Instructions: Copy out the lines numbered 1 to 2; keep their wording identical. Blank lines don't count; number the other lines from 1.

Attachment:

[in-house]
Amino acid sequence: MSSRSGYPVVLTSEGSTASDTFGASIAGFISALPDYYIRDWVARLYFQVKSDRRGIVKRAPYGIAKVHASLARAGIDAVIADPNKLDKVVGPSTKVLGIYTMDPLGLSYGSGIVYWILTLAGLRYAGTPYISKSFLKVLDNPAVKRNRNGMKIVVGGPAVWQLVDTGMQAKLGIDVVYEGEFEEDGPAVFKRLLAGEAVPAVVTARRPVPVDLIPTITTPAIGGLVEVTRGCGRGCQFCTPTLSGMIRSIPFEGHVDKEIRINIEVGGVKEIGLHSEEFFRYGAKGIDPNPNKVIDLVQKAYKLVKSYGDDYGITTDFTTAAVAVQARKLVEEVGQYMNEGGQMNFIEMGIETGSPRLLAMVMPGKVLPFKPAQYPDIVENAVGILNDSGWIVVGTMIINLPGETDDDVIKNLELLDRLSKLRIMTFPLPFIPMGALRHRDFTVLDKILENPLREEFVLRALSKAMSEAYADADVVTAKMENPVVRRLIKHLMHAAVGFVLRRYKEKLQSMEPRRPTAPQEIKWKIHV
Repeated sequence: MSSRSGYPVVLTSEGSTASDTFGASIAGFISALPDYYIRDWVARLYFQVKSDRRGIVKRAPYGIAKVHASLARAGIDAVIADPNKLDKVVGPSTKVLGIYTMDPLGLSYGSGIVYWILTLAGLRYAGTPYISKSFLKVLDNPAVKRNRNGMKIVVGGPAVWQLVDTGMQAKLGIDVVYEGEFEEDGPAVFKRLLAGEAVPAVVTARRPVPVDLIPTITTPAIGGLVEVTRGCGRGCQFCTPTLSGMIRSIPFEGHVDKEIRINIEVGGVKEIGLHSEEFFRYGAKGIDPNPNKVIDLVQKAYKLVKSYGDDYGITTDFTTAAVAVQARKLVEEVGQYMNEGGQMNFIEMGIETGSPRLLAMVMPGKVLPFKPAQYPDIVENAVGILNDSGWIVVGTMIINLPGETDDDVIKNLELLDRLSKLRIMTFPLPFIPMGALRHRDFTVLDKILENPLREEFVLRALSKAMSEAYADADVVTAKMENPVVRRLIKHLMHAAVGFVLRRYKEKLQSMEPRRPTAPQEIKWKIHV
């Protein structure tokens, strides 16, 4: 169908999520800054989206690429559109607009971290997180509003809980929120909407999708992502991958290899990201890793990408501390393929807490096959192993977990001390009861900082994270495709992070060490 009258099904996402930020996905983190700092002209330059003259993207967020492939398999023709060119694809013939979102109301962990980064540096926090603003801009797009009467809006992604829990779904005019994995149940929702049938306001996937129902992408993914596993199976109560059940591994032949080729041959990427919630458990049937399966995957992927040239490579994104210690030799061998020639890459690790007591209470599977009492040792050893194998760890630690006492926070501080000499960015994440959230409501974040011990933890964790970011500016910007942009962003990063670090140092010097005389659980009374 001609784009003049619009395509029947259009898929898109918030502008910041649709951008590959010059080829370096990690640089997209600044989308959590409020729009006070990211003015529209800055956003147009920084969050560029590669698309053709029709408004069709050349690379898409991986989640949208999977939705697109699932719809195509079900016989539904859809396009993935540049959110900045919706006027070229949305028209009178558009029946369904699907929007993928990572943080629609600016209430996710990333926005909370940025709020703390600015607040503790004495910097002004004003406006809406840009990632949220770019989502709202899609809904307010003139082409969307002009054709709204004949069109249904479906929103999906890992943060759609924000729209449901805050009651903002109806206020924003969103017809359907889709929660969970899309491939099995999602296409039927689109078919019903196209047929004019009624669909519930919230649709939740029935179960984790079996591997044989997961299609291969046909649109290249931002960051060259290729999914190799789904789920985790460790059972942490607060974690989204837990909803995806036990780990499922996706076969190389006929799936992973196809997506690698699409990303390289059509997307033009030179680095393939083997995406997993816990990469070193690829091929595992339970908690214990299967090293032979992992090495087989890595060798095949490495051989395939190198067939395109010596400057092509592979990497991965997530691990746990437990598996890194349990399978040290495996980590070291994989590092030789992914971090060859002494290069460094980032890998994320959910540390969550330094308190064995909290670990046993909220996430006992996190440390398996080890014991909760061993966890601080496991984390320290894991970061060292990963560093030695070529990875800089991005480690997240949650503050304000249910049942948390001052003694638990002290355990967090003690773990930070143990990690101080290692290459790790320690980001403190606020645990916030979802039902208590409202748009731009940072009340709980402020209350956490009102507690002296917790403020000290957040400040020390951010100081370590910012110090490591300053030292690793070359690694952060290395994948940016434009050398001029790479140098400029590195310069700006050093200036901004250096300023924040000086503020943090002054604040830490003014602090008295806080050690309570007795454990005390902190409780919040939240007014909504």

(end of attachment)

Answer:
[in-house]
Amino acid sequence: MSSRSGYPVVLTSEGSTASDTFGASIAGFISALPDYYIRDWVARLYFQVKSDRRGIVKRAPYGIAKVHASLARAGIDAVIADPNKLDKVVGPSTKVLGIYTMDPLGLSYGSGIVYWILTLAGLRYAGTPYISKSFLKVLDNPAVKRNRNGMKIVVGGPAVWQLVDTGMQAKLGIDVVYEGEFEEDGPAVFKRLLAGEAVPAVVTARRPVPVDLIPTITTPAIGGLVEVTRGCGRGCQFCTPTLSGMIRSIPFEGHVDKEIRINIEVGGVKEIGLHSEEFFRYGAKGIDPNPNKVIDLVQKAYKLVKSYGDDYGITTDFTTAAVAVQARKLVEEVGQYMNEGGQMNFIEMGIETGSPRLLAMVMPGKVLPFKPAQYPDIVENAVGILNDSGWIVVGTMIINLPGETDDDVIKNLELLDRLSKLRIMTFPLPFIPMGALRHRDFTVLDKILENPLREEFVLRALSKAMSEAYADADVVTAKMENPVVRRLIKHLMHAAVGFVLRRYKEKLQSMEPRRPTAPQEIKWKIHV